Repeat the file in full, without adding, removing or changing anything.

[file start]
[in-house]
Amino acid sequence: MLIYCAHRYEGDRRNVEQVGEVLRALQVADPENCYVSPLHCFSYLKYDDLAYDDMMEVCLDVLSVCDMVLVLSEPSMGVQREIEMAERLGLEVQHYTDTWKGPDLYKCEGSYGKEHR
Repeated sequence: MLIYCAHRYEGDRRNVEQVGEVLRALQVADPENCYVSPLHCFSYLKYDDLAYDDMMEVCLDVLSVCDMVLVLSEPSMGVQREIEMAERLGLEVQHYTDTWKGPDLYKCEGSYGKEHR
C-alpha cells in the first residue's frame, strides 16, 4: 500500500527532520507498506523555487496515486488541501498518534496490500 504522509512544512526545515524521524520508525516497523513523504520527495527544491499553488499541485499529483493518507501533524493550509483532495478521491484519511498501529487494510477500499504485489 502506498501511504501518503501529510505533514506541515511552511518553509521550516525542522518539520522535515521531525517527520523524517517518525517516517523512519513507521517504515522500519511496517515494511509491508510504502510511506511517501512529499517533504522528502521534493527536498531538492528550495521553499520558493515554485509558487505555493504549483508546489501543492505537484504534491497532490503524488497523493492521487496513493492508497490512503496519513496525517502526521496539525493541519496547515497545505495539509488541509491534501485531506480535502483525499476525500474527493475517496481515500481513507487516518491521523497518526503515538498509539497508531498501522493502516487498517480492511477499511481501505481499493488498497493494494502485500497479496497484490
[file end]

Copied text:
[in-house]
Amino acid sequence: MLIYCAHRYEGDRRNVEQVGEVLRALQVADPENCYVSPLHCFSYLKYDDLAYDDMMEVCLDVLSVCDMVLVLSEPSMGVQREIEMAERLGLEVQHYTDTWKGPDLYKCEGSYGKEHR
Repeated sequence: MLIYCAHRYEGDRRNVEQVGEVLRALQVADPENCYVSPLHCFSYLKYDDLAYDDMMEVCLDVLSVCDMVLVLSEPSMGVQREIEMAERLGLEVQHYTDTWKGPDLYKCEGSYGKEHR
C-alpha cells in the first residue's frame, strides 16, 4: 500500500527532520507498506523555487496515486488541501498518534496490500 504522509512544512526545515524521524520508525516497523513523504520527495527544491499553488499541485499529483493518507501533524493550509483532495478521491484519511498501529487494510477500499504485489 502506498501511504501518503501529510505533514506541515511552511518553509521550516525542522518539520522535515521531525517527520523524517517518525517516517523512519513507521517504515522500519511496517515494511509491508510504502510511506511517501512529499517533504522528502521534493527536498531538492528550495521553499520558493515554485509558487505555493504549483508546489501543492505537484504534491497532490503524488497523493492521487496513493492508497490512503496519513496525517502526521496539525493541519496547515497545505495539509488541509491534501485531506480535502483525499476525500474527493475517496481515500481513507487516518491521523497518526503515538498509539497508531498501522493502516487498517480492511477499511481501505481499493488498497493494494502485500497479496497484490